Posts Tagged ‘history’

Beautiful Poster Shows How We Got to the Cameras We Use Today

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If you’ve ever wanted a visual history of photographic cameras, this poster by Retrofuturismo-Kitsch, should suit your needs. Taking a look as far back as basic camera obscuras and all the way up to the Sony Mavica, this graphic pulls out some of the most iconic – and unusual – cameras to ever hit the market.

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American Museum of Natural History Starts Digitizing, Makes 7,000 Photos Available to the Public

American Museum of Natural History exterior at Manhattan Square, 1878

American Museum of Natural History exterior at Manhattan Square, 1878

In an effort to bring 145 years worth of its historic photography collection to the computer age, the American Museum of Natural History has digitized over 7,000 of its archived images and made them publicly available online. Read more…

Jürgen Schadeberg Talks Leica Cameras and South African Photojournalism

Put together by SixOranges, this four-minute video is an interview with renowned photographer Jürgen Schadeberg. In it, he shares the story behind the collection of Leica cameras he has used throughout his career, many of which were responsible for documenting some of the most iconic photographs of former South African President and icon Nelson Mandela throughout Madiba’s life. Read more…

A Look at The Unknown and Controversial Photography Career of Lewis Carroll

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Portrait of Charles Dodgson, aka: Lewis Carroll

He’s known as the author behind the famed Alice’s Adventures In Wonderland by most, but the breadth of his disciplines goes far beyond literature. Charles Lutwidge Dodgson, more commonly known by his pen name, Lewis Carroll, was also a logician, mathematician, an ordained minister and a photographer… yes, a photographer.

In this article, we’ll share a collection of his work as we dive into his upbringing, his photography career and the controversy that surrounds it to this day. Read more…

Blast from the Past: Photography ‘Holiday Camp’ Video from 1961

This is pretty cool, and might just give you a good laugh at the same time. Go back in time and see what a photography ‘holiday camp’ (read: photography workshop) was like back in 1961, as what look to be a bunch of very amateur photographers try and learn to better compose and set up shots of beautiful women. Read more…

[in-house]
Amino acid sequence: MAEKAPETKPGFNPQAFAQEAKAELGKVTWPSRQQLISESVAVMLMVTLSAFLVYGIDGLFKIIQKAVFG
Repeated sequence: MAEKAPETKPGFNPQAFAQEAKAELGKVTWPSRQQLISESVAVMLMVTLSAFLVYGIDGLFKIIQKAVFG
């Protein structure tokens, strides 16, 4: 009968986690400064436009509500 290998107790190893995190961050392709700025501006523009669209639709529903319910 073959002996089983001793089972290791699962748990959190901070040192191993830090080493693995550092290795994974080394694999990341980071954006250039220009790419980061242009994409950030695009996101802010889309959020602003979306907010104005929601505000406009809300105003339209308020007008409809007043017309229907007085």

Amy Toensing Shares the Story Behind Her Photographs of the Oldest Culture On Earth

At an estimated 60,000 years old, the indigenous culture of Australia, the Aboriginals, are estimated to be the oldest still-surviving culture on the planet. And in the above video world-renown photographer Amy Toensing shares her experience photographing this incredibly unique culture for National Geographic, delivering an extremely heartfelt talk about the hardships the Aboriginal culture has continually faced since their land was colonized in 1788. Read more…

Nikon Poster Shows Sixty Years of Camera Evolution in One Image

Nikon Poster Featured

While planning to originally write up an article about an infographic sent to Nikon Rumors that showed every camera created by Nikon from 1948 to 2005, we came across an even more thorough collection of Nikon cameras in the form of a poster, created by none other than Nikon itself. Read more…

Cache of Undeveloped Film Discovered in an Attic, Shows Rare Perspective of WWI

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Britons are seeing a new side of the nation’s World War I experience thanks to the publication of a small treasure trove of negatives that were only recently discovered tucked away in someone’s attic. Read more…

My Photo Archiving Find Of A Lifetime

How I Found Hundreds Of Civil War And Old West Photos In An Attic In Vermont

Jan 14, 2014 · Terence Falk

Pioneering Photographer Robert Cornelius Credited With World’s First Selfie c. 1839

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Selfie, schmelfie! How self-absorbed do you really have to be to spend all of 20 seconds pointing a phone at yourself and tapping a few buttons? But a process that requires up to 15 minutes of statue-still posing, exposure to hazardous chemicals and construction of custom camera? Now that’s something worth bragging about.

So all hail pioneering American photographer Robert Cornelius, whose rough but certainly recognizable image, taken mere months after Louis Daugerre revealed his daguerrotype process in 1839, is undoubtedly the world’s first photographic self-portrait and may even be the first photographic portrait of any kind. Read more…